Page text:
Toyota Recalls 45,683 of Its Top Models Due to Faulty Fuel Pumps

Manufacturers News

Apr 14th, 2020

Toyota Recalls 45,683 of Its Top Models Due to Faulty Fuel Pumps

Toyota recently announced the recall of 45,683 of its top models released in Australia due to faulty fuel pumps. Back in January 2020, around 700,000 Toyota and Lexus models were also recalled in North America for the same reason.

Which Toyota models are affected?

In the country, the recall includes model years 2013 to 2019 of the following models. 

  • Camry – 1,436 units, model code GSV70 (MY 2017-2019)
  • Corolla – 6,947 units, model code ZRE172 (MY 2017-2019)
  • FJ Cruiser – 2,948 units, model code GSJ15 (MY 2013-2015)
  • Kluger – 22,982 units, model codes GSU50 and GSU55 (MY 2017-2019)
  • HiLux – 10,771 units, model code TGN121 (MY 2017-2019)
  • Prado – 483 units, model code GRJ150 (MY 2013-2015)
  • LandCruiser – 116 units, model code URJ202 (MY 2013-2015)

These models were released between the 11th of October 2013 and the 3rd of April 2020.

Are these the same models recalled earlier in other markets?

The recall campaign issued by the automaker in January included Toyota 4RunnerAvalon, Camry, Corolla, Highlander (aka Kluger), LandCruiser, Sequoia, Sienna, Tacoma, Tundra.

From its luxury brand Lexus, the following models (MY 2018-2019) also used this faulty part and, thus, subject to the recall as well.

  • ES 350
  • GS 300 – MY 2019 only
  • GS 350
  • GX 460
  • IS 300
  • LC 500
  • LS 500
  • LX 570
  • NX 300 – MY 2019 only
  • RC 300
  • RC 350
  • RX 350
  • RX 350L – MY 2019

What’s the problem with the fuel pump?

The mentioned models (for the specified model years) use a fuel pump that could possibly fail and cause engine issues, like stalling, failure to restart after stalling, and power loss while driving. Fortunately, in the country, there had been no reports so far of these models getting into accidents due to malfunctioning fuel pumps. 

If and when this car part stops working, a driver will have fair warning. There will be warning lights and notifications on the instrument panel, but that’s a huge problem if the failure occurs while you’re driving at high speeds. So if you think your car is among those mentioned, don’t wait for these warnings, engine issues, or worse, a road accident to happen before taking action.

What can you do if you suspect your car has this flawed fuel pump?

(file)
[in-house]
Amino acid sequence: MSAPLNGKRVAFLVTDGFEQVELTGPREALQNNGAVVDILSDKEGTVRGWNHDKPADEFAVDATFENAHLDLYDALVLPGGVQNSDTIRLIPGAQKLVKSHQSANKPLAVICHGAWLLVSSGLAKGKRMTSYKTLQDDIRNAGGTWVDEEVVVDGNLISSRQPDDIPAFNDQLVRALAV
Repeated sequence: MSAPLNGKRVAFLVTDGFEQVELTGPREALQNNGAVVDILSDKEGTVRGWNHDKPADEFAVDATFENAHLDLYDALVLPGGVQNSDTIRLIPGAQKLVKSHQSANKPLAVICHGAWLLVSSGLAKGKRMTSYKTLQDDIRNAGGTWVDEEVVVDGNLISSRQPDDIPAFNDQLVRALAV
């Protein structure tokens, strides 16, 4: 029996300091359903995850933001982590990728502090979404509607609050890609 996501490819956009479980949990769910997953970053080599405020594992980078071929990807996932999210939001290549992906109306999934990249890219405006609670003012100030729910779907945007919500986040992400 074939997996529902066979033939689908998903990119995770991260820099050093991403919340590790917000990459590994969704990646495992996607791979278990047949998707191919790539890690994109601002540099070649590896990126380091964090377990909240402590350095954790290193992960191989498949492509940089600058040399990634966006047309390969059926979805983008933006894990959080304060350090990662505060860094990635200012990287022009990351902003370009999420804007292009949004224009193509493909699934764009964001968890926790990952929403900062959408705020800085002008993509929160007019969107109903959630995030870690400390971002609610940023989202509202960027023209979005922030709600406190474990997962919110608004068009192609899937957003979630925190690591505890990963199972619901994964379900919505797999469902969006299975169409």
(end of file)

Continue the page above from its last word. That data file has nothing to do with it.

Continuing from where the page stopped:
The automaker will contact the owners of these 45,683 vehicles, including you if your vehicle belongs in this lot. Inspection of your car and replacement of the part (free of charge) is slated in June 2020, but with the current SARS-CoV-2 outbreak, that schedule could change. In the meantime, be extra careful in driving and don’t engage your car in high-speed chases yet. 

To be sure, you may visit Toyota Australia’s website www.toyota.com.au/find-a-dealer or call them at 1800 987 366. They are available from Monday to Friday during normal working hours. If your address, phone number, or other contact details have changed since you’ve bought your car, you should contact Toyota directly and provide them with your new contact info.

What agency handles this recall and other issues that may arise?

The federal government through the Department of Infrastructure, Transport, Regional Development and Communications is responsible for regulating this recall and issues on non-compliance. 

This particular recall was lodged with the Australian Competition & Consumer Commission (ACCC) and published on the 6th of April 2020 with PRA number 2020/18242 and campaign number VGG17. 

If for any reason, you can't confirm whether or not your vehicle is included in this campaign, you may check your car's VIN against the VIN lists issued by Toyota. Oh, and in case you don’t know where to find your car’s VIN, here’s an article about what a VIN is and why you need to know about it. For similar articles, such as the one on the Takata airbag recall, you may visit Carpart.com.au and check out the blog section. 

By JMSL